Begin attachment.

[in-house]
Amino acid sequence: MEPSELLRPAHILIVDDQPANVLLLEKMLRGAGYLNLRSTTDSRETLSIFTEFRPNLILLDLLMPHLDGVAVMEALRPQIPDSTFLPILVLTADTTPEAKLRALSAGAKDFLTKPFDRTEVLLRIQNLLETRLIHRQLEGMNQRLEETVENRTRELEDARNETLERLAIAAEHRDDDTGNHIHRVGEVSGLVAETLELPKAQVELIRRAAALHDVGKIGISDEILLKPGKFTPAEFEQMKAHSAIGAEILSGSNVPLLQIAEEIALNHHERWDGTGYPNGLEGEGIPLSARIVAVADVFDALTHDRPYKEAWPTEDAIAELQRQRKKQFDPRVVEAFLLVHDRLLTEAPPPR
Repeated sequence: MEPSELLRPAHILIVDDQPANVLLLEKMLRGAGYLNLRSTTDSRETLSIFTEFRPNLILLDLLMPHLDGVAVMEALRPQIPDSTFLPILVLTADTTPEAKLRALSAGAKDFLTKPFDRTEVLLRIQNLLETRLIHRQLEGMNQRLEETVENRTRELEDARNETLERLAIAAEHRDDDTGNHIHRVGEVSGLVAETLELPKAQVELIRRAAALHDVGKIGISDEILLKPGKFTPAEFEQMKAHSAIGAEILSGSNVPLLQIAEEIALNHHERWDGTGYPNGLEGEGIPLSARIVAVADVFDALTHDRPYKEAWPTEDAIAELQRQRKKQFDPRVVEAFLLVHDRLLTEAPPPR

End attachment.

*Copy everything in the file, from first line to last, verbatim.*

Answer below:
[in-house]
Amino acid sequence: MEPSELLRPAHILIVDDQPANVLLLEKMLRGAGYLNLRSTTDSRETLSIFTEFRPNLILLDLLMPHLDGVAVMEALRPQIPDSTFLPILVLTADTTPEAKLRALSAGAKDFLTKPFDRTEVLLRIQNLLETRLIHRQLEGMNQRLEETVENRTRELEDARNETLERLAIAAEHRDDDTGNHIHRVGEVSGLVAETLELPKAQVELIRRAAALHDVGKIGISDEILLKPGKFTPAEFEQMKAHSAIGAEILSGSNVPLLQIAEEIALNHHERWDGTGYPNGLEGEGIPLSARIVAVADVFDALTHDRPYKEAWPTEDAIAELQRQRKKQFDPRVVEAFLLVHDRLLTEAPPPR
Repeated sequence: MEPSELLRPAHILIVDDQPANVLLLEKMLRGAGYLNLRSTTDSRETLSIFTEFRPNLILLDLLMPHLDGVAVMEALRPQIPDSTFLPILVLTADTTPEAKLRALSAGAKDFLTKPFDRTEVLLRIQNLLETRLIHRQLEGMNQRLEETVENRTRELEDARNETLERLAIAAEHRDDDTGNHIHRVGEVSGLVAETLELPKAQVELIRRAAALHDVGKIGISDEILLKPGKFTPAEFEQMKAHSAIGAEILSGSNVPLLQIAEEIALNHHERWDGTGYPNGLEGEGIPLSARIVAVADVFDALTHDRPYKEAWPTEDAIAELQRQRKKQFDPRVVEAFLLVHDRLLTEAPPPR